N0 5, a revolutionary fragrance

And if next year the Chanel diamond constellation will be one hundred years old, in 2021 it is the turn of the mythical Nº 5,  a perfume that revolutionized the olfactory industry. A woman’s fragrance with a woman’s scent, as defined by Coco, who added that those who say “I never wear perfume” and whose coat smells like a closet expose themselves to a life without a chance. When, on one occasion, a journalist asked her where she had to apply the perfume, the brilliant dressmaker replied: “Miss, wherever you want to be kissed”.


On the left, an original advertisement for Chanel Number 5, with Gabrielle Chanel. On the right, zenithal shot of the Chanel Number 5 perfume bottle.

The fragrance was immortalized by Marilyn Monroe and, over time, has had Suzy Parker, Ali MacGraw, Catherine Deneuve, Carole Bouquet, Nicole Kidman or Marion Cotillard as ambassadors. Also a man: Brad Pitt. “It’s like a state of mind, a state of mind that expresses a certain idea of the realization of women, of the belief in their destiny”, so defines the perfume created by Ernest Beaux and Chanel the current perfumer of the maison, Olvier Polge.

A spectacular collection to celebrate the anniversary of the No 5.

Pouring the mystique of No. 5 on new jewelry has been the challenge faced by the firm in its last high jewelry collection, inspired by the symbols of the perfume: from its nuances, materialized in exceptional gems that represent the colors of N°5 perfume -beige, yellow and white-, to the bottle or the flowers. The number has been redesigned with a sensual and insolent brush stroke.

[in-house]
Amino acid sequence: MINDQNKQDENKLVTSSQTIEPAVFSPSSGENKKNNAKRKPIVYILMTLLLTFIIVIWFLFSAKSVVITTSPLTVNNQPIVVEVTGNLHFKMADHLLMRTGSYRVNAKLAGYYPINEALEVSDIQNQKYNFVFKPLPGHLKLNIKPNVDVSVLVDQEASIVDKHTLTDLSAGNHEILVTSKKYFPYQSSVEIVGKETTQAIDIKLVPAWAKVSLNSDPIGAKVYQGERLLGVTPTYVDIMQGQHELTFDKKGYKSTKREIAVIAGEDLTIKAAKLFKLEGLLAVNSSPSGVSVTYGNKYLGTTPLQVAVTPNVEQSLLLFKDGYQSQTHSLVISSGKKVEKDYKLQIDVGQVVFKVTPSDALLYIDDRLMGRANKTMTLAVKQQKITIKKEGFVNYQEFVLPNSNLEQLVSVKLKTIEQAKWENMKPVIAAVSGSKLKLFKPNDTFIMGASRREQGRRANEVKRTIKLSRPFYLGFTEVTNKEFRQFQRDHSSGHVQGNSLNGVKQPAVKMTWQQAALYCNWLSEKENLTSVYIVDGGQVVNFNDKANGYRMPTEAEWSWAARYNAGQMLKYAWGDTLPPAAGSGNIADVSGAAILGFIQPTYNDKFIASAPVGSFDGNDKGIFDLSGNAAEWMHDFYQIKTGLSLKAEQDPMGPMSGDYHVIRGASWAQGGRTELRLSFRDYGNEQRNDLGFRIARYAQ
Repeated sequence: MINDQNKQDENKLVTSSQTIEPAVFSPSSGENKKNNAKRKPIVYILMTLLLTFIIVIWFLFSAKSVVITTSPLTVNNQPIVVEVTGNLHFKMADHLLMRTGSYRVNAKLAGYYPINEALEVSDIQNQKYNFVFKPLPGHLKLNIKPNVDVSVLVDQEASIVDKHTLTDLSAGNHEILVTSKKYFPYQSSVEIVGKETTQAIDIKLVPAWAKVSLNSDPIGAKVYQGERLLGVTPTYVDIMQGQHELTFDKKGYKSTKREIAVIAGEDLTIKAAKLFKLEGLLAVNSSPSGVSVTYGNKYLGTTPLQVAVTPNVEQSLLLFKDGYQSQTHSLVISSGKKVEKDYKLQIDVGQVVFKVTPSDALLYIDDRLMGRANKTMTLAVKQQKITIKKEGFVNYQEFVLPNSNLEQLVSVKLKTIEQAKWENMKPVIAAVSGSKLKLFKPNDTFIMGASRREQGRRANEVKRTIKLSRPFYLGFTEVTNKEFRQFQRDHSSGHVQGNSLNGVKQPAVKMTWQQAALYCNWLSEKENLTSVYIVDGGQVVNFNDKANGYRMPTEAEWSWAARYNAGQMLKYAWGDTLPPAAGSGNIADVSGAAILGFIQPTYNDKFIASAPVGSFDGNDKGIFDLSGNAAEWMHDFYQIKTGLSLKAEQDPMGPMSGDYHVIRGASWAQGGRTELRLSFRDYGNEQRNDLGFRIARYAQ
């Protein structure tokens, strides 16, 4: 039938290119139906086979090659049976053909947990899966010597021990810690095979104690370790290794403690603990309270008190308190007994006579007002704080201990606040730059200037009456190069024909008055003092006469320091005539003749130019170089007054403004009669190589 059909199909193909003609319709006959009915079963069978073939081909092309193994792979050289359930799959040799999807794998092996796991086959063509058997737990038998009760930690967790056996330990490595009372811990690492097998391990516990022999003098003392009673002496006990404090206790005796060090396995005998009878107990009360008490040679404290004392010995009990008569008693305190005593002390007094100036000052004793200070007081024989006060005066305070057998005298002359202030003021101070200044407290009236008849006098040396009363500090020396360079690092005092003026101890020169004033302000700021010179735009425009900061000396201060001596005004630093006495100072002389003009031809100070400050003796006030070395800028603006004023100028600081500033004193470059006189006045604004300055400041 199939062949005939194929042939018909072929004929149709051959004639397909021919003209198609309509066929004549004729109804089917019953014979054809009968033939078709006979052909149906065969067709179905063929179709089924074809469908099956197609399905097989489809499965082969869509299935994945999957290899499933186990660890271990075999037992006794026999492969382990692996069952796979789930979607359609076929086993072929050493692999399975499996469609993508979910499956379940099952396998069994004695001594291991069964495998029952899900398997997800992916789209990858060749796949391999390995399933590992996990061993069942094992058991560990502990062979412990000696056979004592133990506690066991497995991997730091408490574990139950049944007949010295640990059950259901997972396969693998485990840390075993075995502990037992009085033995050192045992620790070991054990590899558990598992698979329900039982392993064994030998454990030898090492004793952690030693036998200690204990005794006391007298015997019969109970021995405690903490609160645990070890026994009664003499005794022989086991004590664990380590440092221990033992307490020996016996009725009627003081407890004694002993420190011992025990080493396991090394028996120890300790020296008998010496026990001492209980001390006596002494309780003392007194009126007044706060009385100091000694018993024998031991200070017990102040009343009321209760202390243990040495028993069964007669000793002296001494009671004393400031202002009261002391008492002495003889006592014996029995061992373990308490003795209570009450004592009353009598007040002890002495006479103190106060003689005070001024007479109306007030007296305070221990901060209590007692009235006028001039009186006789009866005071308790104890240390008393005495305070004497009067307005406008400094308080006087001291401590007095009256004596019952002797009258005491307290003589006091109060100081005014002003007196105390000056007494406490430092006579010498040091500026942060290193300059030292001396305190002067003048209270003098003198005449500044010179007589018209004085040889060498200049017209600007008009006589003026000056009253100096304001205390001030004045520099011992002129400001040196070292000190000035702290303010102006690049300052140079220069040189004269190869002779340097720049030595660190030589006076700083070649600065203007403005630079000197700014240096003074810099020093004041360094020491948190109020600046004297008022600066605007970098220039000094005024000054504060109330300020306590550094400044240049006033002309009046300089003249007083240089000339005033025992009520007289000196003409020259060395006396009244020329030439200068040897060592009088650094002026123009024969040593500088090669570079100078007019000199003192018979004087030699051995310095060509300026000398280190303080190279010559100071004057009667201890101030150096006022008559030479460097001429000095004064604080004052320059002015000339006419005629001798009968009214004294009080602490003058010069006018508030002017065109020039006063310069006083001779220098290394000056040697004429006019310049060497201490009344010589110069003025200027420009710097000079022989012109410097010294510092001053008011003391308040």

May roses inspire the Absolu N5 ring.

“Gabrielle Chanel approached these two worlds with the same visionary values, favoring audacity and the pursuit of excellence. I wanted to recapture this creative gesture in this collection, conceived as a journey through the meandering soul of N°5 perfume, from the architecture of the bottle to the olfactory explosion of the fragrance. The highlight of this original collection is an emblematic and exceptional necklace set with a 55.55-carat diamond,” says Chanel jewelry director Patrice Leguéreau.


Creation process of the 55.55 necklace. Coco Chanel hated jewelry clasps and made them detachable.

It is a piece that distills the personality of Number 5: from the profile of the stopper, the silhouette of the bottle, and the pear-cut diamonds of different sizes, set in a way that represents the bouquet of Grasse jasmine, May roses, neroli, vanilla, Bourbon vetiver and sandalwood.


The evocation of the rationalist bottle of Number 5 is at the heart of the 55.55 necklace.

In the 123 pieces that make up Chanel’s most ambitious jewelry collection, a very flexible architectural style aims to evoke the graphism of the bottle and the sensuality of the fragrance with compositions of rare and exceptional gems, like an aesthetic, attractive and mysterious ritual, in the manner of Coco, who once confessed to Paul Morand that the only thing she desired was immaterial: “I never had any desire for anything, only tenderness”. Creation, for her, was a great act of love.

Images courtesy of Chanel.